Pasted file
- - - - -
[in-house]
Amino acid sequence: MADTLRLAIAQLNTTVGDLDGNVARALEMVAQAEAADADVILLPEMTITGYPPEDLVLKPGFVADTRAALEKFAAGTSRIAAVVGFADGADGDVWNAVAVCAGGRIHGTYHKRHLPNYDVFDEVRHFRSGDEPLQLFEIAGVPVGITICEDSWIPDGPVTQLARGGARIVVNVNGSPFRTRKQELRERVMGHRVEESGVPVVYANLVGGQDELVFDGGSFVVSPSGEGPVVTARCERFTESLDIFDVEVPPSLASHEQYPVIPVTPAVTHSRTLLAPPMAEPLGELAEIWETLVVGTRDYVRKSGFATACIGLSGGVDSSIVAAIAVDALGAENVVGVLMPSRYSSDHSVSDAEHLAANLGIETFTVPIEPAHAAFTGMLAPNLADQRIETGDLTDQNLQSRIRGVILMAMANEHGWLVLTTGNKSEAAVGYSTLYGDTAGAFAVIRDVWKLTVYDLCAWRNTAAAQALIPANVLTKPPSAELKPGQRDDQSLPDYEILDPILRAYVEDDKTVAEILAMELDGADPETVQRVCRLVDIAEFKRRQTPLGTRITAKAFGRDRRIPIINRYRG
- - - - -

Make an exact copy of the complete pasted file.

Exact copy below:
[in-house]
Amino acid sequence: MADTLRLAIAQLNTTVGDLDGNVARALEMVAQAEAADADVILLPEMTITGYPPEDLVLKPGFVADTRAALEKFAAGTSRIAAVVGFADGADGDVWNAVAVCAGGRIHGTYHKRHLPNYDVFDEVRHFRSGDEPLQLFEIAGVPVGITICEDSWIPDGPVTQLARGGARIVVNVNGSPFRTRKQELRERVMGHRVEESGVPVVYANLVGGQDELVFDGGSFVVSPSGEGPVVTARCERFTESLDIFDVEVPPSLASHEQYPVIPVTPAVTHSRTLLAPPMAEPLGELAEIWETLVVGTRDYVRKSGFATACIGLSGGVDSSIVAAIAVDALGAENVVGVLMPSRYSSDHSVSDAEHLAANLGIETFTVPIEPAHAAFTGMLAPNLADQRIETGDLTDQNLQSRIRGVILMAMANEHGWLVLTTGNKSEAAVGYSTLYGDTAGAFAVIRDVWKLTVYDLCAWRNTAAAQALIPANVLTKPPSAELKPGQRDDQSLPDYEILDPILRAYVEDDKTVAEILAMELDGADPETVQRVCRLVDIAEFKRRQTPLGTRITAKAFGRDRRIPIINRYRG